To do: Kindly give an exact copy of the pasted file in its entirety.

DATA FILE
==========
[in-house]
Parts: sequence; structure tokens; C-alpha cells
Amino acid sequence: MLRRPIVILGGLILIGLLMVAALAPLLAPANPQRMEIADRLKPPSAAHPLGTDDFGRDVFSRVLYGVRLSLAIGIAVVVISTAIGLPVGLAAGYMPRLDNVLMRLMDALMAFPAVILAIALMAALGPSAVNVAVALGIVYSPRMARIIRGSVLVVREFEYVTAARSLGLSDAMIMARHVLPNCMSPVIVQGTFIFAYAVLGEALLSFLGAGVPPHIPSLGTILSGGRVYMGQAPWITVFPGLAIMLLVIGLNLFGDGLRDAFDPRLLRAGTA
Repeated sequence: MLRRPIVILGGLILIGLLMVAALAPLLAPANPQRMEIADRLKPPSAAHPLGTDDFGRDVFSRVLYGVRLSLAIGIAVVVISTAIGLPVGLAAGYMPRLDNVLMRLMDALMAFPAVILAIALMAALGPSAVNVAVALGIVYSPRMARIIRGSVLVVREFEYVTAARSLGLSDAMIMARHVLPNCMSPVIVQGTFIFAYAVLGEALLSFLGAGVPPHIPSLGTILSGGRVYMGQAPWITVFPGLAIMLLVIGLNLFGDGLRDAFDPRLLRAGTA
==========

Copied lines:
[in-house]
Parts: sequence; structure tokens; C-alpha cells
Amino acid sequence: MLRRPIVILGGLILIGLLMVAALAPLLAPANPQRMEIADRLKPPSAAHPLGTDDFGRDVFSRVLYGVRLSLAIGIAVVVISTAIGLPVGLAAGYMPRLDNVLMRLMDALMAFPAVILAIALMAALGPSAVNVAVALGIVYSPRMARIIRGSVLVVREFEYVTAARSLGLSDAMIMARHVLPNCMSPVIVQGTFIFAYAVLGEALLSFLGAGVPPHIPSLGTILSGGRVYMGQAPWITVFPGLAIMLLVIGLNLFGDGLRDAFDPRLLRAGTA
Repeated sequence: MLRRPIVILGGLILIGLLMVAALAPLLAPANPQRMEIADRLKPPSAAHPLGTDDFGRDVFSRVLYGVRLSLAIGIAVVVISTAIGLPVGLAAGYMPRLDNVLMRLMDALMAFPAVILAIALMAALGPSAVNVAVALGIVYSPRMARIIRGSVLVVREFEYVTAARSLGLSDAMIMARHVLPNCMSPVIVQGTFIFAYAVLGEALLSFLGAGVPPHIPSLGTILSGGRVYMGQAPWITVFPGLAIMLLVIGLNLFGDGLRDAFDPRLLRAGTA